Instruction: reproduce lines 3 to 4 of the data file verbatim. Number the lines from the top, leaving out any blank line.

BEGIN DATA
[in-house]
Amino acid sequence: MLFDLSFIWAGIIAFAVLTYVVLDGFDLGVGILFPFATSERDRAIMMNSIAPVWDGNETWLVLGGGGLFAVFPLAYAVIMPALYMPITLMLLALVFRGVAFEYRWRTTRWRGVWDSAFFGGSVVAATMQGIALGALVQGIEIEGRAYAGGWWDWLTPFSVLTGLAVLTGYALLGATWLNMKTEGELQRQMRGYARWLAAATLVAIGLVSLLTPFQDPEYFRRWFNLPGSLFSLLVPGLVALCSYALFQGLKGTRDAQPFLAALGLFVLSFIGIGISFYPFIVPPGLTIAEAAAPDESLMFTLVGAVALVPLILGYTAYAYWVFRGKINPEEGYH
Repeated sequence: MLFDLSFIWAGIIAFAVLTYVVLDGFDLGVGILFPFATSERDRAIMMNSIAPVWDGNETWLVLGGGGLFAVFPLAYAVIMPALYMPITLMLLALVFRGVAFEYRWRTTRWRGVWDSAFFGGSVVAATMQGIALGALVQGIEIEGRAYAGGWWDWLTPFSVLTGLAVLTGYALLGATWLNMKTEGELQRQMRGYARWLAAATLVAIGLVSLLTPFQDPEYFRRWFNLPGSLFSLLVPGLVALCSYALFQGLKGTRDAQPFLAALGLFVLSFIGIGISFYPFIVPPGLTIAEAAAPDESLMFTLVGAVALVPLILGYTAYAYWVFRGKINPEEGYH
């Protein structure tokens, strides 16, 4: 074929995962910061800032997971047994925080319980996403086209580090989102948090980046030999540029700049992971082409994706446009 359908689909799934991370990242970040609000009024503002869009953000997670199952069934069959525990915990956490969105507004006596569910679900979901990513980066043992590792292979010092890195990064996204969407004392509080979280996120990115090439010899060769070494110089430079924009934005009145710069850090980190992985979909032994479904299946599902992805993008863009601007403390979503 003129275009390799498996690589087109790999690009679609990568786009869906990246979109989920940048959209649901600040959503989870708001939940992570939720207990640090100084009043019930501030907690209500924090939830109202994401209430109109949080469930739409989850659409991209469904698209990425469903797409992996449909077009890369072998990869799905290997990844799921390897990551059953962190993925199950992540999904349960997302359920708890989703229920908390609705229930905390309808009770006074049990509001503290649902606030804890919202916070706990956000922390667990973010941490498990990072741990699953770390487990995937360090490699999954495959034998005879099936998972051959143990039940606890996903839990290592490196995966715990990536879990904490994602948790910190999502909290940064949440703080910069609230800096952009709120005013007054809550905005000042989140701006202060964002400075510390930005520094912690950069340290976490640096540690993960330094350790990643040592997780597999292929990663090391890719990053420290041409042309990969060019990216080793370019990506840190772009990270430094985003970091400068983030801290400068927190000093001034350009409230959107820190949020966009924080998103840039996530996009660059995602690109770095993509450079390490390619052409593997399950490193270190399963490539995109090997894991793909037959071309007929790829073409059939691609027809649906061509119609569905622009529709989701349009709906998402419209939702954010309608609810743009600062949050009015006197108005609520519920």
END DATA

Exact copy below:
Repeated sequence: MLFDLSFIWAGIIAFAVLTYVVLDGFDLGVGILFPFATSERDRAIMMNSIAPVWDGNETWLVLGGGGLFAVFPLAYAVIMPALYMPITLMLLALVFRGVAFEYRWRTTRWRGVWDSAFFGGSVVAATMQGIALGALVQGIEIEGRAYAGGWWDWLTPFSVLTGLAVLTGYALLGATWLNMKTEGELQRQMRGYARWLAAATLVAIGLVSLLTPFQDPEYFRRWFNLPGSLFSLLVPGLVALCSYALFQGLKGTRDAQPFLAALGLFVLSFIGIGISFYPFIVPPGLTIAEAAAPDESLMFTLVGAVALVPLILGYTAYAYWVFRGKINPEEGYH
């Protein structure tokens, strides 16, 4: 074929995962910061800032997971047994925080319980996403086209580090989102948090980046030999540029700049992971082409994706446009 359908689909799934991370990242970040609000009024503002869009953000997670199952069934069959525990915990956490969105507004006596569910679900979901990513980066043992590792292979010092890195990064996204969407004392509080979280996120990115090439010899060769070494110089430079924009934005009145710069850090980190992985979909032994479904299946599902992805993008863009601007403390979503 003129275009390799498996690589087109790999690009679609990568786009869906990246979109989920940048959209649901600040959503989870708001939940992570939720207990640090100084009043019930501030907690209500924090939830109202994401209430109109949080469930739409989850659409991209469904698209990425469903797409992996449909077009890369072998990869799905290997990844799921390897990551059953962190993925199950992540999904349960997302359920708890989703229920908390609705229930905390309808009770006074049990509001503290649902606030804890919202916070706990956000922390667990973010941490498990990072741990699953770390487990995937360090490699999954495959034998005879099936998972051959143990039940606890996903839990290592490196995966715990990536879990904490994602948790910190999502909290940064949440703080910069609230800096952009709120005013007054809550905005000042989140701006202060964002400075510390930005520094912690950069340290976490640096540690993960330094350790990643040592997780597999292929990663090391890719990053420290041409042309990969060019990216080793370019990506840190772009990270430094985003970091400068983030801290400068927190000093001034350009409230959107820190949020966009924080998103840039996530996009660059995602690109770095993509450079390490390619052409593997399950490193270190399963490539995109090997894991793909037959071309007929790829073409059939691609027809649906061509119609569905622009529709989701349009709906998402419209939702954010309608609810743009600062949050009015006197108005609520519920």